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Wanted: Inmates for county jail

The Hubbard County Correctional Center has the capacity to hold 116 inmates, but averages 40 to 60 per month due to several factors. Photo by Sarah Smith, Park Rapids Enterprise.

By Sarah Smith

Park Rapids Enterprise

The tourism brochure might read: Rustic bed and breakfast in scenic Park Rapids for rent to large groups or individuals. Guests must be unable to post bail; must like wearing orange.

This is the ad Hubbard County commissioners might like to see posted throughout the state, saturated on Web sites, pasted on billboards.

As commissioners grapple with shrinking state and local revenues, they are feeling the burden of the financial albatross that is the Hubbard County Correctional Center.

It's not a moneymaker.

"The projected revenue, I think, was considerably higher than what we actually got," said county coordinator Jack Paul.

"The public got the impression the jail was making us money," Hubbard County commissioner Greg Larson said. Staffing costs rose exponentially. "We had to add permanent people no matter how many inmates we have."

"We've got to market that thing," board chair Lyle Robinson said during a recent work session to balance the county's budget.

But it's not for lack of trying. Jail administrator Sherri Klasen, short of posting such an ad above, has cast a wide net in search of inmates. She's met with mixed success.

She took many inmates from Becker County to free that jail up for We Fest arrests last summer.

She offered to take Twin Cities inmates during the Republican convention, but was outbid by Stillwater, which was a closer destination.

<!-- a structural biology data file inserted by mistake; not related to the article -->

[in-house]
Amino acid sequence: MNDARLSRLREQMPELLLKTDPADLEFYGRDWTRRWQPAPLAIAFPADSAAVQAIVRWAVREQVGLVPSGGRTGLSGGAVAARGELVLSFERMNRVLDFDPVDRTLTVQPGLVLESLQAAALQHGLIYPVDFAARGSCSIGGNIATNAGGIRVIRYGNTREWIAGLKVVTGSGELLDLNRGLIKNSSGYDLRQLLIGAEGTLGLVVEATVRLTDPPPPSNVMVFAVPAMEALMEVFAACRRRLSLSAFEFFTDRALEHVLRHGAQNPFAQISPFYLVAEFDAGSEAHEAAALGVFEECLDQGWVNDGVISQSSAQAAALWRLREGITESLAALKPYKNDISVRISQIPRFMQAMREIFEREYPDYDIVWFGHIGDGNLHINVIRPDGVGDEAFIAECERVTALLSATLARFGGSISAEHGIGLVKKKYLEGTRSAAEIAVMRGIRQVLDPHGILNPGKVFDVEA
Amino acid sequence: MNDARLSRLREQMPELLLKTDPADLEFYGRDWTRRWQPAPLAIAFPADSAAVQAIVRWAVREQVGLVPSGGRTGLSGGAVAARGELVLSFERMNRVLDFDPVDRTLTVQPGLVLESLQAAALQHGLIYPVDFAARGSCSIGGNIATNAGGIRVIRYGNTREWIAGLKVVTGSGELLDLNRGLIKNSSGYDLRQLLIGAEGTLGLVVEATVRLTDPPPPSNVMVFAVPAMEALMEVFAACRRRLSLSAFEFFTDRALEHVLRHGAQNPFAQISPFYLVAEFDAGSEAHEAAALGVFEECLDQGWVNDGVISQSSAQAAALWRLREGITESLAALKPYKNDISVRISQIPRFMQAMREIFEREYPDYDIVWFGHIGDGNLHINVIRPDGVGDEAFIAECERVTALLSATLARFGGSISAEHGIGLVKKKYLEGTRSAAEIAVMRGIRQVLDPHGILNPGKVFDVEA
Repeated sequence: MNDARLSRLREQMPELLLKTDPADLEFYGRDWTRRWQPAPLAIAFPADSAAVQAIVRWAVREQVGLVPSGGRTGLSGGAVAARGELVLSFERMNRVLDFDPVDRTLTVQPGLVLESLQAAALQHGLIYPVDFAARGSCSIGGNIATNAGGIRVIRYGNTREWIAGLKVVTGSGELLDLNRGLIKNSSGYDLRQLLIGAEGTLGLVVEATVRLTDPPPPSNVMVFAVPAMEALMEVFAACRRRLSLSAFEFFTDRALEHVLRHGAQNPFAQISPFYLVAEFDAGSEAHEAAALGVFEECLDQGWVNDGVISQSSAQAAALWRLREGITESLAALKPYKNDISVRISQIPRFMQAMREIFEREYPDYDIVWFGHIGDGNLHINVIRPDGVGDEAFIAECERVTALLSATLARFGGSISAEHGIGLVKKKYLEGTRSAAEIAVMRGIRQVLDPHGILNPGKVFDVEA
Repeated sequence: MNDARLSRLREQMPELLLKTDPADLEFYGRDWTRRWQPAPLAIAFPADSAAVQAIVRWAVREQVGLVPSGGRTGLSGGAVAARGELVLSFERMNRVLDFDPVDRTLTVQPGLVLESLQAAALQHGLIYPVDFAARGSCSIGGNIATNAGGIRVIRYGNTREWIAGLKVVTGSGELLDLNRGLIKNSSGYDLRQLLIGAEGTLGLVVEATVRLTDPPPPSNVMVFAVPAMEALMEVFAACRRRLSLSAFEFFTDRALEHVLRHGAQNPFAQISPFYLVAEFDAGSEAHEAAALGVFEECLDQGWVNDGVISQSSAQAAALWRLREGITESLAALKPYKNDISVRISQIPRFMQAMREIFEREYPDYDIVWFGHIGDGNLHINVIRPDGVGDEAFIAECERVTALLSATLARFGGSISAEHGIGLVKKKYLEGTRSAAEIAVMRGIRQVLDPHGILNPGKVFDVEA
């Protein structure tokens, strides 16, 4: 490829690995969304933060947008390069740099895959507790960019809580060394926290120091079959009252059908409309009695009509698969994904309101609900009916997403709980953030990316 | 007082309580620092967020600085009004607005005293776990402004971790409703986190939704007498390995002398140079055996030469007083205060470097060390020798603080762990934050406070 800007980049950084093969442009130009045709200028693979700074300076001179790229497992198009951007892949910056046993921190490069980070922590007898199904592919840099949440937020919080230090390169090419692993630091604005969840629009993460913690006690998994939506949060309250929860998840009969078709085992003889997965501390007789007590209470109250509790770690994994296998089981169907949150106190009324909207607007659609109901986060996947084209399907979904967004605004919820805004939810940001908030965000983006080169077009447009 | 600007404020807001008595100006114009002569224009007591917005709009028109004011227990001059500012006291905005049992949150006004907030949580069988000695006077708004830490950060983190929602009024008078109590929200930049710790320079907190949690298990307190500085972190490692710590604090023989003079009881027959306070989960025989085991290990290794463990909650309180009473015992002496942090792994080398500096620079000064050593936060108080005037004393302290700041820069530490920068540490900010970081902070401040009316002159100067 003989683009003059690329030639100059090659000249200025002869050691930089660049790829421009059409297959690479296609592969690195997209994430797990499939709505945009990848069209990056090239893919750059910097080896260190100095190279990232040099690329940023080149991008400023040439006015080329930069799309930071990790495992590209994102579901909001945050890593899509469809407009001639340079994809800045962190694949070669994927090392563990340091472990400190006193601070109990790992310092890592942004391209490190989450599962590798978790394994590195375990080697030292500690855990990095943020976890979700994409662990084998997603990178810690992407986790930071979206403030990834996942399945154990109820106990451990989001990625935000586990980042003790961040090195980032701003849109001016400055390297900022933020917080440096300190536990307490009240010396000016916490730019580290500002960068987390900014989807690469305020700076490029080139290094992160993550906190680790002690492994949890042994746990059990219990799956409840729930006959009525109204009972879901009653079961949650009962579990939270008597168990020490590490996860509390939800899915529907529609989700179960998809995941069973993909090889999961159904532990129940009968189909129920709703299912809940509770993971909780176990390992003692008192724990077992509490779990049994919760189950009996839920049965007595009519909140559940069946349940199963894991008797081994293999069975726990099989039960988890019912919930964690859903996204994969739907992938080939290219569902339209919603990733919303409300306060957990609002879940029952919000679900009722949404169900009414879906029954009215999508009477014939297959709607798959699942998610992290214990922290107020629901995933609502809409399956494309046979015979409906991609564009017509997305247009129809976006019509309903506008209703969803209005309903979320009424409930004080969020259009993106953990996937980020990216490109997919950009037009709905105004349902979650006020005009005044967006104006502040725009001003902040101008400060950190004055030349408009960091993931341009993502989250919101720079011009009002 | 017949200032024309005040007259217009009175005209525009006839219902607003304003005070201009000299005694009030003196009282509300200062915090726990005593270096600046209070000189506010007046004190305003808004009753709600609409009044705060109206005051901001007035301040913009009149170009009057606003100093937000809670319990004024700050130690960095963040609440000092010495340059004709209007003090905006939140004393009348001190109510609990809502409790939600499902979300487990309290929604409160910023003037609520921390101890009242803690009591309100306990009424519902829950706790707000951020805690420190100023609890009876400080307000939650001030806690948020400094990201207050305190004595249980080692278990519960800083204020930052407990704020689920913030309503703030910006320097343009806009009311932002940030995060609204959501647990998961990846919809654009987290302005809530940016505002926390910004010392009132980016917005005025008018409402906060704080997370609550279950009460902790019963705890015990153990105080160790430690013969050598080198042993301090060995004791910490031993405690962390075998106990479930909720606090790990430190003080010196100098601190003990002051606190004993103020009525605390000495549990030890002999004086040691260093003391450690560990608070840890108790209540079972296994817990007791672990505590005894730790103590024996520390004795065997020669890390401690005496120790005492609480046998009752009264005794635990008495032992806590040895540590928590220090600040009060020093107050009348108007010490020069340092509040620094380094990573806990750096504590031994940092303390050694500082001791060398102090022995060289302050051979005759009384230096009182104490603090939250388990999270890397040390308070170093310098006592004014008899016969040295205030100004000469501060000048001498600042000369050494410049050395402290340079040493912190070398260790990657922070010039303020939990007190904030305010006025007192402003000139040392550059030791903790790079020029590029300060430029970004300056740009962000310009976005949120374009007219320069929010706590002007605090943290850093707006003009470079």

"I have tried, basically through phone communications," Klasen said about the marketing efforts. "I've also sent out teletypes to other facilities in Minnesota and I have been in contact with the Marshal's service and with the state."

She said federal prisoners seemed the most lucrative way for Hubbard County to fill the vacant cots, but like all government agencies, she's not sure if the U.S. Marshal's Service is cash-strapped.

"Maybe they don't have funding to house out or they're piling them up thicker," she said. She has not heard back from the feds, although she said they are interested in the fact that Hubbard County has ample room for female inmates.

And the idea of marketing the jail is a difficult one, especially when neighboring counties have also built new, larger correctional centers and don't need to ship inmates here.

In 2008 the jail budgeted receiving $250,000 in revenues. But the facility only collected $58,900. With other sources of funding, the jail still fell short of expectations.

"That was only 58 percent of their revenues," Robinson said of the monies collected.

For 2009 the correctional center has estimated $200,000 in revenues.

Built at a cost of nearly $10 million, the jail, which hosted its open house in March 2006, has never fulfilled financial projections or expectations. At full occupancy, it's designed to hold 116 inmates. Its occupancy rate hovers between 40 to 60 inmates typically.